Ecology and Evolutionary Biology
The aim of my dissertation is to consider ways in which events and processes within the annual cycle of migrant birds differ between the sexes within a species, and between species with different breeding systems. While closely related and with overlapping habitat requirements, saltmarsh and seaside sparrows have distinct strategies regarding territoriality, monogamy, and parental care. Specifically, saltmarsh sparrows are completely promiscuous, do not defend territories, and only females participate in parental duties, whereas seaside sparrows are socially monogamous, territorial, and both sexes participate in parental care. Through extensive mist-netting during the breeding period in Connecticut and the non-breeding (winter) period in the South-Eastern United States, I will use key comparisons between species, within each species (separated by sex), and across seasons to investigate how differential life histories influence key components in the birds’ annual cycles: 1) the timing of migration and molt events, 2) differential migration patterns, and 3) within-season survival and body condition. Questions I will address in my dissertation include:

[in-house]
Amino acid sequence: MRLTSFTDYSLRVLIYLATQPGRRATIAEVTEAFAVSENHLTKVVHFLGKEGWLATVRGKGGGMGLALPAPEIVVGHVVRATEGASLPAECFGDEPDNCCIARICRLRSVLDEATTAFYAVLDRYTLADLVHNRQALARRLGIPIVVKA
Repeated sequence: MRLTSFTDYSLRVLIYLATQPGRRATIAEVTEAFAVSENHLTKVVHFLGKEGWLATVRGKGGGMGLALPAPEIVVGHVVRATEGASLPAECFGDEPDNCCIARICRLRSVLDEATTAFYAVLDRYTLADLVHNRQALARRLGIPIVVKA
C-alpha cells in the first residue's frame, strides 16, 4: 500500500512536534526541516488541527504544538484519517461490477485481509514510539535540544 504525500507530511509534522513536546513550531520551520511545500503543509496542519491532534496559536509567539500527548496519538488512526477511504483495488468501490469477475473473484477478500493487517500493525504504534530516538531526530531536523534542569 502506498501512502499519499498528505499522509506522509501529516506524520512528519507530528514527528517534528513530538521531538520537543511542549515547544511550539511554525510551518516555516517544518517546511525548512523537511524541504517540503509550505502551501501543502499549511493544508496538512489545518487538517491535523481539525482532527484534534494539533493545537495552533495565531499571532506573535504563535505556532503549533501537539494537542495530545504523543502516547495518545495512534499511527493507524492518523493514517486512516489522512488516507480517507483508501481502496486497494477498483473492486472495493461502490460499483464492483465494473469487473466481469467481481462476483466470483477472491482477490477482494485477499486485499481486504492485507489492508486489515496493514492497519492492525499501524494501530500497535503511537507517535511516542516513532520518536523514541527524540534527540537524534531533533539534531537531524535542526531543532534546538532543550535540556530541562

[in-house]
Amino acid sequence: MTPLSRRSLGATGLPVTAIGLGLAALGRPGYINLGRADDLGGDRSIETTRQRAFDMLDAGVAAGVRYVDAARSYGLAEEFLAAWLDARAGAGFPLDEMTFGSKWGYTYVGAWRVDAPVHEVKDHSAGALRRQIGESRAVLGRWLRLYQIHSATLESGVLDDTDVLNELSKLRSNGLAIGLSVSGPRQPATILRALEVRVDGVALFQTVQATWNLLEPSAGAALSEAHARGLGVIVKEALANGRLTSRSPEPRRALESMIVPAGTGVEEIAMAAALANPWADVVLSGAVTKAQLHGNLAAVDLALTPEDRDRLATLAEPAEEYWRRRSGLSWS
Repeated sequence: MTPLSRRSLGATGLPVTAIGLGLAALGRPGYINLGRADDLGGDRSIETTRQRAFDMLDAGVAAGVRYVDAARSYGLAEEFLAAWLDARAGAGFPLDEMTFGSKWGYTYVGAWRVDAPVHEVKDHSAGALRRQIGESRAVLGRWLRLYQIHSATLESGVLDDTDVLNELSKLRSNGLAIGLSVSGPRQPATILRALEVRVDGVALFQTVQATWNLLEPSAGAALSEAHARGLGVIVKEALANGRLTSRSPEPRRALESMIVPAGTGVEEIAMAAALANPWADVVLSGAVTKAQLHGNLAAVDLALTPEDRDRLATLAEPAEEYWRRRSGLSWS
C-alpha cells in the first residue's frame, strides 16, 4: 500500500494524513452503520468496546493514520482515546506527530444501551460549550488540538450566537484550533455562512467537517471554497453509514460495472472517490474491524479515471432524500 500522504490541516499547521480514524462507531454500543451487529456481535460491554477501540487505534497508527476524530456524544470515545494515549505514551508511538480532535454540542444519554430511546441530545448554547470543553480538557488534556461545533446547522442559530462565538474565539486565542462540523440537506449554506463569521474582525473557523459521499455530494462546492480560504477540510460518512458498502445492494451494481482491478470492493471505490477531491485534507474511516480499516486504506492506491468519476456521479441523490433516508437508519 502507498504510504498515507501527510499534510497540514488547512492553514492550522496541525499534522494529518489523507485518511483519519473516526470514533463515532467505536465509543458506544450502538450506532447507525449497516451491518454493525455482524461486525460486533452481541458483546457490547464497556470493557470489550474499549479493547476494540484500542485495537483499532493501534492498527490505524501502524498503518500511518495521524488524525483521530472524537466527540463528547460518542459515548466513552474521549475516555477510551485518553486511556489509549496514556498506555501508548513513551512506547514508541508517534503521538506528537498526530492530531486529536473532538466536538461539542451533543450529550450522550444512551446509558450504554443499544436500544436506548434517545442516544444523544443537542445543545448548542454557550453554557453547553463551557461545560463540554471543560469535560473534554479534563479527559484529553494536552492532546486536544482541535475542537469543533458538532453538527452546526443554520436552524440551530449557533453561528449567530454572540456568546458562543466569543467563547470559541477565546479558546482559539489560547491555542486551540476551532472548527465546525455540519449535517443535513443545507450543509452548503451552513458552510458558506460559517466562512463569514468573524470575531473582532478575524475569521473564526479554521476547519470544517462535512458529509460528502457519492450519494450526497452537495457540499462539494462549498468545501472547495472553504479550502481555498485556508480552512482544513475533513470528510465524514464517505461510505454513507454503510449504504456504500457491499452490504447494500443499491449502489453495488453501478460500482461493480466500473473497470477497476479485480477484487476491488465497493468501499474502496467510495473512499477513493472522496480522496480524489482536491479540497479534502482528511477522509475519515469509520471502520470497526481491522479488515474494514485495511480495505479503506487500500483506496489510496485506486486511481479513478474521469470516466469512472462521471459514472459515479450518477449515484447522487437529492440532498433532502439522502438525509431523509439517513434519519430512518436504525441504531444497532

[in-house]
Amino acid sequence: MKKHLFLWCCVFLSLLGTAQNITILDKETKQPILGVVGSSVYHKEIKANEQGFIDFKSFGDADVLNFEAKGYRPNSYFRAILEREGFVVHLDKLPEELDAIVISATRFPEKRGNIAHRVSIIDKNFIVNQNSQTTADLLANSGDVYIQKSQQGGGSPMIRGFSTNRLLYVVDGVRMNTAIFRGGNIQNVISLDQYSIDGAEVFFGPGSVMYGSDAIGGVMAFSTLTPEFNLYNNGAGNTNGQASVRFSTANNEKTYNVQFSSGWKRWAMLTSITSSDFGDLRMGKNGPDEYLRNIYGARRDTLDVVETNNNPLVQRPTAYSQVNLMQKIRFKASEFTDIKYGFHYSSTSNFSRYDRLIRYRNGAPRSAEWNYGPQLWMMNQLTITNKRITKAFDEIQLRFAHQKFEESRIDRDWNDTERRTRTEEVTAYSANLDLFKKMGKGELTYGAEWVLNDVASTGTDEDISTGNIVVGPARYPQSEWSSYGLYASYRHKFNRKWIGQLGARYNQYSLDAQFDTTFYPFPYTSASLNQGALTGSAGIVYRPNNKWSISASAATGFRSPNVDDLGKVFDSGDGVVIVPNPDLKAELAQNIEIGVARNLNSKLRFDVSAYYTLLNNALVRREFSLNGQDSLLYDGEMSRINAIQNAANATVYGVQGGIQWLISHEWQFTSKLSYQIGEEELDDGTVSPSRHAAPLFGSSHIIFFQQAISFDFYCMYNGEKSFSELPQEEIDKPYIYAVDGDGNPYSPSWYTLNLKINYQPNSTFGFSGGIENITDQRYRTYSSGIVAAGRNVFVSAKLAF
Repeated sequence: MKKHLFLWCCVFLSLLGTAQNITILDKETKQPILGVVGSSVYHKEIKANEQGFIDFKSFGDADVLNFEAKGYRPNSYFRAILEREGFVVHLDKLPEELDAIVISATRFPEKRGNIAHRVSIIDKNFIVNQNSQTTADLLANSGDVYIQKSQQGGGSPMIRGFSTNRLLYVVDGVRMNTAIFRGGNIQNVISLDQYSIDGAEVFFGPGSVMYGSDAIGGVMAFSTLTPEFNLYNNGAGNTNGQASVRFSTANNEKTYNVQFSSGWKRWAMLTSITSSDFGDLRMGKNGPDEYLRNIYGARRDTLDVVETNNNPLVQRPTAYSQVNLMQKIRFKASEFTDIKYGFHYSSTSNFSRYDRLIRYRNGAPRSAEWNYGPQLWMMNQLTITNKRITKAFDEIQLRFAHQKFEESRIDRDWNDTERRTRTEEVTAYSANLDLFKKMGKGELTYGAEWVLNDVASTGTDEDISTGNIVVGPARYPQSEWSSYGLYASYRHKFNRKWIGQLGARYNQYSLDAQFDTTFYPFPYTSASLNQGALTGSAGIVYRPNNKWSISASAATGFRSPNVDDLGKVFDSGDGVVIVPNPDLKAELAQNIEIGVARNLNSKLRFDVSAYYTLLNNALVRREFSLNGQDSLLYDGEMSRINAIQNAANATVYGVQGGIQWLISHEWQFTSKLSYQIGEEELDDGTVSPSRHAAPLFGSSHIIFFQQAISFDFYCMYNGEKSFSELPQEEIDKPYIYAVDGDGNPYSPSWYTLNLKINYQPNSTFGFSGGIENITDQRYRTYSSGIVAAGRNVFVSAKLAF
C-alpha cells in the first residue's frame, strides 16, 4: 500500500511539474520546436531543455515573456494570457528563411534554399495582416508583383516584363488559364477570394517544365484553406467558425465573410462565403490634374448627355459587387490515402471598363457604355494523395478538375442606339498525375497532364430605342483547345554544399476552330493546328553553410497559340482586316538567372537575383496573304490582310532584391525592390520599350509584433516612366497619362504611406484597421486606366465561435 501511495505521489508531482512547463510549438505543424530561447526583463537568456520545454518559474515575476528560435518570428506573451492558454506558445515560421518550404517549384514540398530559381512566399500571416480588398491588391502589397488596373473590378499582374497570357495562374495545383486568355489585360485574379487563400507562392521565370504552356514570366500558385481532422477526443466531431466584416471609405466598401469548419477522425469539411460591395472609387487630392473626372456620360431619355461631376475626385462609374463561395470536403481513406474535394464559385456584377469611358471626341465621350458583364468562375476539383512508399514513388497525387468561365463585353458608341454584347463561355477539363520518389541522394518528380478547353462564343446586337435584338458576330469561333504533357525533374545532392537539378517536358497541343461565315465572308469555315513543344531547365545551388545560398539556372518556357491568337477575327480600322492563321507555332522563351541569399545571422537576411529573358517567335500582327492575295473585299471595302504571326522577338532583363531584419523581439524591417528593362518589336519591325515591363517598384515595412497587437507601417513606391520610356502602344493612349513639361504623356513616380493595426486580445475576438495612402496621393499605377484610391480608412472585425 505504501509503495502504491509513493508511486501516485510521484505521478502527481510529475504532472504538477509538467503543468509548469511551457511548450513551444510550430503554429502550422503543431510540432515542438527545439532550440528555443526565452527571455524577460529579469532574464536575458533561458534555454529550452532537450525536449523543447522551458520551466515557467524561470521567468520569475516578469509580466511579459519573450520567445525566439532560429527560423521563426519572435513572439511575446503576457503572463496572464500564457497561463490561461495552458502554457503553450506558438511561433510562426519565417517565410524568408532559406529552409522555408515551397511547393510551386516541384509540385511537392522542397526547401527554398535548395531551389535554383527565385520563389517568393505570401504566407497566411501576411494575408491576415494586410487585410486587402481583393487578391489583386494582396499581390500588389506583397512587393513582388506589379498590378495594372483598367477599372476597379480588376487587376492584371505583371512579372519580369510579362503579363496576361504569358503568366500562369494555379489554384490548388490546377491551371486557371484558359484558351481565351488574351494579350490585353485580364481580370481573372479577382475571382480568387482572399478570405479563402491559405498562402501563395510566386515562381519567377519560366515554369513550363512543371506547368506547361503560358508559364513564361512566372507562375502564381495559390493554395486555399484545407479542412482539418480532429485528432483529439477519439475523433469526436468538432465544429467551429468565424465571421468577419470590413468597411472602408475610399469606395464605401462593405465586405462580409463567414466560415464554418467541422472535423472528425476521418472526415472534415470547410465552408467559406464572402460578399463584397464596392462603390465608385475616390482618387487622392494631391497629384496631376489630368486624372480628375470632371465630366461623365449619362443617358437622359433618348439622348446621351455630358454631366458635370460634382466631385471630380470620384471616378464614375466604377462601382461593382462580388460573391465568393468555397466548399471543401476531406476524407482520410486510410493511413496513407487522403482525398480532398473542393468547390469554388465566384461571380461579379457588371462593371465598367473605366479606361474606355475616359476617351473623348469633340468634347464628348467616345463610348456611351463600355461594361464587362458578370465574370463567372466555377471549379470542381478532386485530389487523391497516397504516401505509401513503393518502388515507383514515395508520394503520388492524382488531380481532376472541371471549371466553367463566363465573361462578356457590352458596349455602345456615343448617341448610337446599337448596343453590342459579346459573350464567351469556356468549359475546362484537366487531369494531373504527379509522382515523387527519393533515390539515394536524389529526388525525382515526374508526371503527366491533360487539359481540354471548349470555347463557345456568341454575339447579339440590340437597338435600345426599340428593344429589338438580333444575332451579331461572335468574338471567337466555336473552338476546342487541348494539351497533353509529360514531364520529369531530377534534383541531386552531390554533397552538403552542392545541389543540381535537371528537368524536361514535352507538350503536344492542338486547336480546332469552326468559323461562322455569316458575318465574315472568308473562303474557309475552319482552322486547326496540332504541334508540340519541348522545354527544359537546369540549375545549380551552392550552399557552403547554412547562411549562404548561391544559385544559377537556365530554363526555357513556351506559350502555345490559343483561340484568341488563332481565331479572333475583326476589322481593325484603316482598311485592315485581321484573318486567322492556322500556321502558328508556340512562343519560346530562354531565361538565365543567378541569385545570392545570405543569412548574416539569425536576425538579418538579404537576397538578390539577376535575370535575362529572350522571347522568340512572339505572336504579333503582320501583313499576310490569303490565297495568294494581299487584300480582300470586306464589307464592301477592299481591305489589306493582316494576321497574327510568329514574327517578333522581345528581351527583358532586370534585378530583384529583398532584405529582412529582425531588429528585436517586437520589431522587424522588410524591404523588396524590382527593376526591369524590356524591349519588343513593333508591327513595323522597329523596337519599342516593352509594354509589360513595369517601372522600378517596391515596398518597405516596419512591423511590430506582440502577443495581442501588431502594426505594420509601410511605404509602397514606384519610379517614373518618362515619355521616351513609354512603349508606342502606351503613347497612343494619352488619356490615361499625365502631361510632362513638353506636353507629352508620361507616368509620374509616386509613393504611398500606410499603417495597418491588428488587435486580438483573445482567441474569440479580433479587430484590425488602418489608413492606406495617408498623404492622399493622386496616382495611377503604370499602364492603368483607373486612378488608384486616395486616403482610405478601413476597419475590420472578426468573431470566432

Timing of migration and molt events: Do male saltmarsh or seaside sparrows return to the breeding grounds earlier than conspecific females do? After the breeding season, do males of each species molt earlier and leave earlier than conspecific females? Do seaside sparrows molt and leave before saltmarsh sparrows?
Differential migration patterns: Is the over-wintering location (based on latitude) of individual birds influenced by the birds’ sex or size in either species?
Consequences: During the breeding season, are survival and body condition of saltmarsh and seaside sparrows correlated with reproductive effort? During the non-breeding period, are survival and body condition correlated with past reproductive effort? With current environmental conditions?